By Paul McBeth
The sale of shares in state-owned electricity generator and retailer MightyRiverPower is likely to attract more buyers than available stock when it’s floated later this year, and the government is eyeing up two more sales next year, according to Finance Minister Bill English.
During the consultation hui with Maori leaders, English tried to allay fears the 10 percent cap on individual shareholdings and prospect of oversubscriptions may squeeze out iwi investors, saying the technical details of the float haven’t been developed, but shares will be available on the open market in a report from a Christchurch hui on Feb. 14.
“The first float is likely to be oversubscribed but kiwi investors will be at the front of the queue,” English said.
The notes report English as saying the MRP sale flagged for the third quarter of this year will be followed by “two more next year.” Two other electricity SOEs, Genesis and Meridian, are the next most likely candidates for partial privatisation, with both coalminer Solid Energy and national airline Air New Zealand potentially further off.
The government is looking to raise as much as $7 billion by selling minority stakes in state-owned energy companies and the national carrier Air New Zealand.
The hui notes were part of a dump of mixed ownership model documents from the Treasury, released just before the long Easter weekend. That includes Treasury advice on Sept. 29 last year that Treaty of Waitangi obligations could threaten valuations of the floats by creating uncertainty for investors, and that retaining a provision preventing the companies from acting in a manner contrary to the Treaty was inconsistent to aligning the energy firms to other listed entities.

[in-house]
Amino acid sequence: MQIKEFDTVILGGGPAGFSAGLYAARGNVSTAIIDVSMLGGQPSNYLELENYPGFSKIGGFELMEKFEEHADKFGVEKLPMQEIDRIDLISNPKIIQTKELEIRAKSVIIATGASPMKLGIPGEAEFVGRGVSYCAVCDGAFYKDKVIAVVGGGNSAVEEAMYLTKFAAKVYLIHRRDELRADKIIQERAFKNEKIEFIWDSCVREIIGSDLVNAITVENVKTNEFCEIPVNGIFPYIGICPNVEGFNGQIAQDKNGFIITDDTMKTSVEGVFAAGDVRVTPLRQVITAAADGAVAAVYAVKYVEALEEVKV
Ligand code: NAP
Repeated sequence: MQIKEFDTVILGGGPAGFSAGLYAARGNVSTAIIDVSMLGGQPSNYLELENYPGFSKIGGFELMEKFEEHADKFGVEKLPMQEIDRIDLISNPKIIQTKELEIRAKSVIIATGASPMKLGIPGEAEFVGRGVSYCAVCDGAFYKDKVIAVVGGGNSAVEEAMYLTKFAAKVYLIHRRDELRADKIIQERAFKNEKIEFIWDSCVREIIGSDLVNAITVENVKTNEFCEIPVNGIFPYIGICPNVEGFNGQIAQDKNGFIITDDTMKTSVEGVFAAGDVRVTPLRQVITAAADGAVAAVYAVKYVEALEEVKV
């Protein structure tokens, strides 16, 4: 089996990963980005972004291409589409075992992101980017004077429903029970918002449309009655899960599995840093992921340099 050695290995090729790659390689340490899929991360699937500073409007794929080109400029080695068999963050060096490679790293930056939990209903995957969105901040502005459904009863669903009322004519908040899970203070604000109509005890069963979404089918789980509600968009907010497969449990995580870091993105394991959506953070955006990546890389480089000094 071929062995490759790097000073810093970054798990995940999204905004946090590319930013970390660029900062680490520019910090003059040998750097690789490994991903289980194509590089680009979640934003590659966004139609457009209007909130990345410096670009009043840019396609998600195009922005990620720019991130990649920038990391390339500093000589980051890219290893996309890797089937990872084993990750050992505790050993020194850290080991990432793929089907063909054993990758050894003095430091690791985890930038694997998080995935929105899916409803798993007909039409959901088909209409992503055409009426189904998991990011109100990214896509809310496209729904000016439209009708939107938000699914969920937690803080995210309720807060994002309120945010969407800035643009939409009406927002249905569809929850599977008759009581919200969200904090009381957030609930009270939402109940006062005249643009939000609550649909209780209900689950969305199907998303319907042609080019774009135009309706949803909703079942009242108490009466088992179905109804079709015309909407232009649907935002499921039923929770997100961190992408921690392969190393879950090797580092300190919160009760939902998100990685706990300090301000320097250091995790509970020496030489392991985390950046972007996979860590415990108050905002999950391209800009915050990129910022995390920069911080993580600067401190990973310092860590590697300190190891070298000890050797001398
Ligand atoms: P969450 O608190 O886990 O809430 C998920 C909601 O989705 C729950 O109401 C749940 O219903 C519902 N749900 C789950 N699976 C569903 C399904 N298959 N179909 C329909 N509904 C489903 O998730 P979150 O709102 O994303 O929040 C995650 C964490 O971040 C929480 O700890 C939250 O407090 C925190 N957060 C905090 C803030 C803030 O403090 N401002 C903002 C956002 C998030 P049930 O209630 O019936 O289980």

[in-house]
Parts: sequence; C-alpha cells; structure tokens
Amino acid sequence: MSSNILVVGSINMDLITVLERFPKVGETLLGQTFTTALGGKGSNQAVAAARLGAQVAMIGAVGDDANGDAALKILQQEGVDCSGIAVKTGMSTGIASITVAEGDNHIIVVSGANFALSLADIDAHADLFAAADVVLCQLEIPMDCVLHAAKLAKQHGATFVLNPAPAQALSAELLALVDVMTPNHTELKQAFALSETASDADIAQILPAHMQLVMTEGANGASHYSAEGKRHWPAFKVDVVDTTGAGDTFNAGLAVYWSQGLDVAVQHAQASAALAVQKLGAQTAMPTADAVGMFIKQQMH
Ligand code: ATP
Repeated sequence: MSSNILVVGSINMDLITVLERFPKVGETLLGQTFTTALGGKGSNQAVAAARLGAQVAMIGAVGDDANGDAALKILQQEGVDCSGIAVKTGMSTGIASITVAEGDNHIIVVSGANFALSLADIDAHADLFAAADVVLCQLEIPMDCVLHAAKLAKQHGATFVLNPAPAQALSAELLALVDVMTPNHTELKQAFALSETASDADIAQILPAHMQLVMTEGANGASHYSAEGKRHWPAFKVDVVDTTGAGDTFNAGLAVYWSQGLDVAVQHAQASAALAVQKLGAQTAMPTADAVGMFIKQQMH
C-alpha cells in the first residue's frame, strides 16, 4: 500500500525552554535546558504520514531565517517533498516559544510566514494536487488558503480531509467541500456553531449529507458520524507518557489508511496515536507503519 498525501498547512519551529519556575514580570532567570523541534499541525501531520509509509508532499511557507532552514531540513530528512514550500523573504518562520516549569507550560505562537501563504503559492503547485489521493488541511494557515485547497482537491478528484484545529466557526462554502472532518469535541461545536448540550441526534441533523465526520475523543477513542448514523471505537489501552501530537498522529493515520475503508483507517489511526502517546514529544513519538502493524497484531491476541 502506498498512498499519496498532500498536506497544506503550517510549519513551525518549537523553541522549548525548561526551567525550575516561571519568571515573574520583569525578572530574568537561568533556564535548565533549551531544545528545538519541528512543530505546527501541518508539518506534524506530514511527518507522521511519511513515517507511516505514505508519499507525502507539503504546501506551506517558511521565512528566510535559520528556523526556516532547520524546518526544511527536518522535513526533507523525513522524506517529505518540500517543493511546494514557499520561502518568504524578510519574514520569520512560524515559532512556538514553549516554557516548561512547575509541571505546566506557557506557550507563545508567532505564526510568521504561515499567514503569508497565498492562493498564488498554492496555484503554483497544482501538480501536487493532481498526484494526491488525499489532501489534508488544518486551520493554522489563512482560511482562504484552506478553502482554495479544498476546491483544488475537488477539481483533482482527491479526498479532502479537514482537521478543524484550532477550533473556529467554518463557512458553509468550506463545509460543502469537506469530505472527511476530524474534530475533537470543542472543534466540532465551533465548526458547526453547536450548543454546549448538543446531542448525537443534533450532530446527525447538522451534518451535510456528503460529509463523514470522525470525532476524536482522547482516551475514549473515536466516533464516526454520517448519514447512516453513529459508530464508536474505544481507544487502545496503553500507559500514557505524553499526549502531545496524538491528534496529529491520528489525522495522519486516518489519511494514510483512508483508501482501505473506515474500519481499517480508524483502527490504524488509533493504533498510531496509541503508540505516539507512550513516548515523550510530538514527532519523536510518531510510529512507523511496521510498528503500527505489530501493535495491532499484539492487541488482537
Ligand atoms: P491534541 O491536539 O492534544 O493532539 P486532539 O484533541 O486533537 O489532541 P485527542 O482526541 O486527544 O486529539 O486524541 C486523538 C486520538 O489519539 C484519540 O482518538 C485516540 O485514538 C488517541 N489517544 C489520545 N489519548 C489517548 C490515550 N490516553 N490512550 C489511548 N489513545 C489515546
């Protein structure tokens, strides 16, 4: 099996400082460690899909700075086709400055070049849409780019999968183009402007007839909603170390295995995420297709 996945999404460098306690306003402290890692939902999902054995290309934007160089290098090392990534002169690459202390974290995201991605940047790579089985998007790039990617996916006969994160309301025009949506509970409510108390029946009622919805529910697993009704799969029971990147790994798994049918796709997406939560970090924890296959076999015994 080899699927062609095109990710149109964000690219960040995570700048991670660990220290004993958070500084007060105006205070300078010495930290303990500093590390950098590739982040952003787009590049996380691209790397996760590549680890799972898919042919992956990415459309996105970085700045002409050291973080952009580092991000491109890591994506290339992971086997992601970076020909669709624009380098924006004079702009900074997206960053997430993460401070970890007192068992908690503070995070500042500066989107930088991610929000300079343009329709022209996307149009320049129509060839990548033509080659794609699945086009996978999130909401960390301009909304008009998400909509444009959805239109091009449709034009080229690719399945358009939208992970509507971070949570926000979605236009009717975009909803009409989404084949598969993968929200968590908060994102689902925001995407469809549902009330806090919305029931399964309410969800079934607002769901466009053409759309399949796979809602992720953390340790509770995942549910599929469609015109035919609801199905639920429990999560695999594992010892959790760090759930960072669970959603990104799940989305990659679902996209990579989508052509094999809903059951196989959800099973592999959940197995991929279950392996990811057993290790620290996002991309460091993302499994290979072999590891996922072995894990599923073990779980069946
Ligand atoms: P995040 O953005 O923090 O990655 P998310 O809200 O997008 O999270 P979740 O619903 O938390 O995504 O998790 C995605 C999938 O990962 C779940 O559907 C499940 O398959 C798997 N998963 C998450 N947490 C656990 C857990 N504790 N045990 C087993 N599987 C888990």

The government ultimately drafted legislation to deal with this concern by transferring existing clauses in the State Owned Enterprises Act relating to Crown obligations to Maori under the Treaty, making it explicit that grievances wouldn’t apply to private shareholders.
The documents also rule out special favours for Maori investors, with English and SOE Minister Tony Ryall saying they made it clear “Maori will not be given access to shares at a concessional price” and if shares were to be used as part of a settlement, the Crown would probably have to buy them on-market, according to a Feb. 28 Cabinet paper.
In the same paper, English and Ryall knocked back a push by the Office of the Ombudsman to keep the companies subject to the Ombudsmen and Official Information Acts, saying “commercial entities operating in a competitive environment” face the best remedy from consumers who can shift their business to a different provider.
“The risk of losing customers provides strong incentives for the companies to be client-focused, and the risk of losing or disappointing shareholders and facing a falling share price incentivises the companies to operate efficiently,” the paper said.